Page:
Tuesday, November 27, 2007

Extending the transaction boundaries beyond the EJB layer

A recent e-mail from a reader gave me the chance to write this post about transaction boundary extension. The configuration used is jboss 4.2.2, ejb3/jpa(over hibernate) with stripes as the web tier. Session bean methods that return pojos to the web tier always return detached objects.This is because the automatic transaction management starts the transaction when you call a session bean method and commits the transaction (and closes the associated hibernate session) when the session bean method returns. This means that you have to initialize every lazy field that you may use in the view layer, otherwise a lazy loading exception is waiting for you around the corner. One solution, therefore, is to initialize the lazy fields and do a very good design of your API taking care to return correctly initialized objects for each of your views. Another "lazy" solution is to extend the transaction boundary to the view layer thus keeping the peristence context active throughout each http request. This seems wrong at first glance (it violates layering !!!!), but for small applications I don't think that might be a problem. Nevertheless, each http request completes very quickly so that the transaction is not extended for large periods of time.

One way to do this extension is to use a servlet filter that manages the transactions at the request boundary.

public class TransactionFilter implements Filter {

    /**
     * Logger for the class
     */
    private final static Logger logger = Logger.getLogger(TransactionFilter.class);

    /**
     * @param request The request that we serve
     * @param response The response that we create
     * @param chain The chain of other filters that may have been defined
     * @throws IOException wraps any I/O related exception thrown during
     *             processing
     * @throws ServletException wraps any exception thrown during processing
     */
    public void doFilter(ServletRequest request, ServletResponse response, FilterChain chain) throws IOException, ServletException {
        if (request instanceof HttpServletRequest) {
            UserTransaction utx = null;
            try {
                Context ctx = new InitialContext();
                Object ref = ctx.lookup("UserTransaction");
                utx = (UserTransaction) PortableRemoteObject.narrow(ref, UserTransaction.class);
                utx.begin();
                chain.doFilter(request, response);
                int status = utx.getStatus();
                if (status == Status.STATUS_ACTIVE)
                    utx.commit();
                else
                    utx.rollback();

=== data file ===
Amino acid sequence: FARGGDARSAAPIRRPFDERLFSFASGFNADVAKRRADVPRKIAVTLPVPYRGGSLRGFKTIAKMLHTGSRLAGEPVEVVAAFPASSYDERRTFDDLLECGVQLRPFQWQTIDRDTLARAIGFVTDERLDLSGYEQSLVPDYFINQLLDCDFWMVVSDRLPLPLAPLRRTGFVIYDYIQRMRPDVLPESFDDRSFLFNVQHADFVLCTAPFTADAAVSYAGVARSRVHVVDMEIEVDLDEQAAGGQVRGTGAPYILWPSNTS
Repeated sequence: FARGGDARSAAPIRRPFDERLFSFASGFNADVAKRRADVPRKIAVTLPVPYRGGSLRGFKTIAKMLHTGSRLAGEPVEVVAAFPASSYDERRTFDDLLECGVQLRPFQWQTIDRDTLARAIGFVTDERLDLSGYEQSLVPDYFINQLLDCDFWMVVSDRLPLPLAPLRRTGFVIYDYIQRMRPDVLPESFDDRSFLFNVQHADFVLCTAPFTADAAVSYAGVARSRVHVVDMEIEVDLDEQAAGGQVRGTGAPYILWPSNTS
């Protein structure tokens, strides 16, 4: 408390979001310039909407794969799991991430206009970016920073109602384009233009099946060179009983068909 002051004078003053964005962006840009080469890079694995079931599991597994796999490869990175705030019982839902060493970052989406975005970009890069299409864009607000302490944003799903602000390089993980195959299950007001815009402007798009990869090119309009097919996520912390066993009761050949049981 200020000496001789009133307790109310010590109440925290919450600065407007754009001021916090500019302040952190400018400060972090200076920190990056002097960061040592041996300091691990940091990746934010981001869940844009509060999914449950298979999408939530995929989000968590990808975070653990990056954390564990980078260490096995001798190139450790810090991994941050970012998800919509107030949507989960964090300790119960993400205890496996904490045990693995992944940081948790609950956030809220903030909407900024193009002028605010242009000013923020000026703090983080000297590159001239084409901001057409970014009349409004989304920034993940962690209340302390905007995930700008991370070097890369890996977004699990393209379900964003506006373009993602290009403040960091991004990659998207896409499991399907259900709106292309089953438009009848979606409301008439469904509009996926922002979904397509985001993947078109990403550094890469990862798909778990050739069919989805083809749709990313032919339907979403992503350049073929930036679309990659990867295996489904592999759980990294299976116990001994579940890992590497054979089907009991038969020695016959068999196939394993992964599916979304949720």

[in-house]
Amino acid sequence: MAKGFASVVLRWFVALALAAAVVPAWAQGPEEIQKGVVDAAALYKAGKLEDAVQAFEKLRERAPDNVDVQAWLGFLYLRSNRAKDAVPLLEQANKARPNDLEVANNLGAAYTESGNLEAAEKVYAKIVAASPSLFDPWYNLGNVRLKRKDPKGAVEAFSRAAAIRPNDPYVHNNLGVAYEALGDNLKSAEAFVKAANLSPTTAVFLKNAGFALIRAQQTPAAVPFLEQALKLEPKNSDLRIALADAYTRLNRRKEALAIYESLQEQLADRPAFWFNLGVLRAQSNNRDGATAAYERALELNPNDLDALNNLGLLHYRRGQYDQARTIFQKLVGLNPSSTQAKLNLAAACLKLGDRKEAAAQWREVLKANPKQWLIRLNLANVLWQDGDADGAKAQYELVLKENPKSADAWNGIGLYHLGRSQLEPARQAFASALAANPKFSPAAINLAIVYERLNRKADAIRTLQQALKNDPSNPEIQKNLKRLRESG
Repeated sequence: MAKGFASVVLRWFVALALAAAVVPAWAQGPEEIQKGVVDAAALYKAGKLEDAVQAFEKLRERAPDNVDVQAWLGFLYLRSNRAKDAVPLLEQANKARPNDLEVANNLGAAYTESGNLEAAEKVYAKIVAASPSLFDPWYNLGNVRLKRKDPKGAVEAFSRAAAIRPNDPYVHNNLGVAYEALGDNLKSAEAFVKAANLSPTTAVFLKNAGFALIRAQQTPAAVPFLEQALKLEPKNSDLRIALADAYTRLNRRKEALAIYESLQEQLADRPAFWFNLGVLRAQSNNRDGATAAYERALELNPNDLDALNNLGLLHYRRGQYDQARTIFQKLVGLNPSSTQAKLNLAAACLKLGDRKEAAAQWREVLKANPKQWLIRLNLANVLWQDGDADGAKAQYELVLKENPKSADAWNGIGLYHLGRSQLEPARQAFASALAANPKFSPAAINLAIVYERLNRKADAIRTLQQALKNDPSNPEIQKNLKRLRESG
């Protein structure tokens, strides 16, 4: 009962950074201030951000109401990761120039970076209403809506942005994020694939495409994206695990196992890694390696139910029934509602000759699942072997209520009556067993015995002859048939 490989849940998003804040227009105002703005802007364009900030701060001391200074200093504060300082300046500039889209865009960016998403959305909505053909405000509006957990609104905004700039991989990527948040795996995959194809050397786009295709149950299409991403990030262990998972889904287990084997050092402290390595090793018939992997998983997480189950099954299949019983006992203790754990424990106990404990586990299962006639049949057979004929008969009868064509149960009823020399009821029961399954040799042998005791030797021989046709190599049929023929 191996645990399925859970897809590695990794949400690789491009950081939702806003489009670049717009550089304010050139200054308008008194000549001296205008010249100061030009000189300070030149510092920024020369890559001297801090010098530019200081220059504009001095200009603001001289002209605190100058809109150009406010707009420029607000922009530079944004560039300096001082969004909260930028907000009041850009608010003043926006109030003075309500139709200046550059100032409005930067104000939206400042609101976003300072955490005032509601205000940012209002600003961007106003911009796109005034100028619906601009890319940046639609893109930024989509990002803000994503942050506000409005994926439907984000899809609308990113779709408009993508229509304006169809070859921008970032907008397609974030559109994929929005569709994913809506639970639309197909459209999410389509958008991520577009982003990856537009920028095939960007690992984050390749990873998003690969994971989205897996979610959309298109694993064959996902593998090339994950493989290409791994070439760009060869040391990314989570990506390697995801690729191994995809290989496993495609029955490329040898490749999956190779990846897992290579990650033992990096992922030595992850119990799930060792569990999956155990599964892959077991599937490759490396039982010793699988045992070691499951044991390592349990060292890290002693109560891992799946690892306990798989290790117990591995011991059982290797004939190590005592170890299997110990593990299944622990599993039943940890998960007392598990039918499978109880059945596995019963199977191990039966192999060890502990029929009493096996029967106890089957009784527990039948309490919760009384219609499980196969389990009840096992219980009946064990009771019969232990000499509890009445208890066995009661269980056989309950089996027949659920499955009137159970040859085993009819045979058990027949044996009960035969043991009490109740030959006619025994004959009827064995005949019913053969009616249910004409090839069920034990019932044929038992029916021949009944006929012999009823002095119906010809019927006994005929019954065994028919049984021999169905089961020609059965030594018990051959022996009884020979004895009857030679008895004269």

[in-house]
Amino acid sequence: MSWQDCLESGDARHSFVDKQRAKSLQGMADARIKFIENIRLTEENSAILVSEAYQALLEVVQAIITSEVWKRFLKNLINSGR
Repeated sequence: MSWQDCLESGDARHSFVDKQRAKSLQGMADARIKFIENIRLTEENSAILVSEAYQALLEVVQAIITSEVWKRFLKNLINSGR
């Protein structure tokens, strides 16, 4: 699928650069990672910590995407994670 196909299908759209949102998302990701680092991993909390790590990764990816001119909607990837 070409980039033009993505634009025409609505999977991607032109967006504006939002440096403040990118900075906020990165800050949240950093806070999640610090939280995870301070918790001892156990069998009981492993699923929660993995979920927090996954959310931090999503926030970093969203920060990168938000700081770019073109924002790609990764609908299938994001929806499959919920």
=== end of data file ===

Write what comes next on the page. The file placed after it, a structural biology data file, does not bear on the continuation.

}
            catch (Throwable e){
                try {
                    if ((utx != null) && (utx.getStatus() == Status.STATUS_ACTIVE))
                        utx.rollback();
                }
                catch (Throwable e1) {
                    logger.error("Cannot rollback transaction", e1);
                }
                if (e instanceof ServletException)
                    throw (ServletException) e;
                if (e instanceof IOException)
                    throw (IOException) e;
                if (e instanceof RuntimeException)
                    throw (RuntimeException) e;
                throw new ServletException(e);
            }
        }
    }

    /* (non-Javadoc)
     * @see javax.servlet.Filter#destroy()
     */
    public void destroy() {
    }

    /* (non-Javadoc)
     * @see javax.servlet.Filter#init(javax.servlet.FilterConfig)
     */
    public void init(FilterConfig arg0) throws ServletException {
    }
}


The filter begins a transaction at the beginning of each http request and commits at the end. Each call to session bean methods has already an active transaction associated so the session bean does not start a new one (if it is configured with TransactionAttribute REQUIRED). Thus the transaction and the associated hibernate session are active throughout the request and we can use the pojos in the action classes (struts, stripes) or in jsps without caring about uninitialized lazy fields.

Don't forget to configure the filter to intercept every request associated with the view layer e.g.

    <filter-mapping>
        <filter-name>TransactionFilter</filter-name>
        <url-pattern>*.jsp</url-pattern>
        <dispatcher>REQUEST</dispatcher>
    </filter-mapping>


    <filter-mapping>
        <filter-name>TransactionFilter</filter-name>
        <servlet-name>StripesDispatcher</servlet-name>
        <dispatcher>REQUEST</dispatcher>
    </filter-mapping>

2 comments:

Anonymous said...

Neat, I was thinking about how to solve the issues with lazily loading entities from the view layer (this is just *too* convenient to do without), but then I found this blog post which should cure all my problems :)

However, apparently this behaviour shouldn't be taken as granted -- apparently according to a presentation by Sun engineers at http://developers.sun.com/learning/javaoneonline/2007/pdf/TS-4593.pdf there is no guarantee that whatever is behind the filter actually gets executed in the same thread as the filter.

chstath said...

True. It is mentioned in the presentation that the servlet 's service method may run in a thread different than the filter 's. I just can't see why. Anyway, I forgot to mention that I use jboss and until now it seems that each request is served by a single thread, so with jboss there should not be a problem.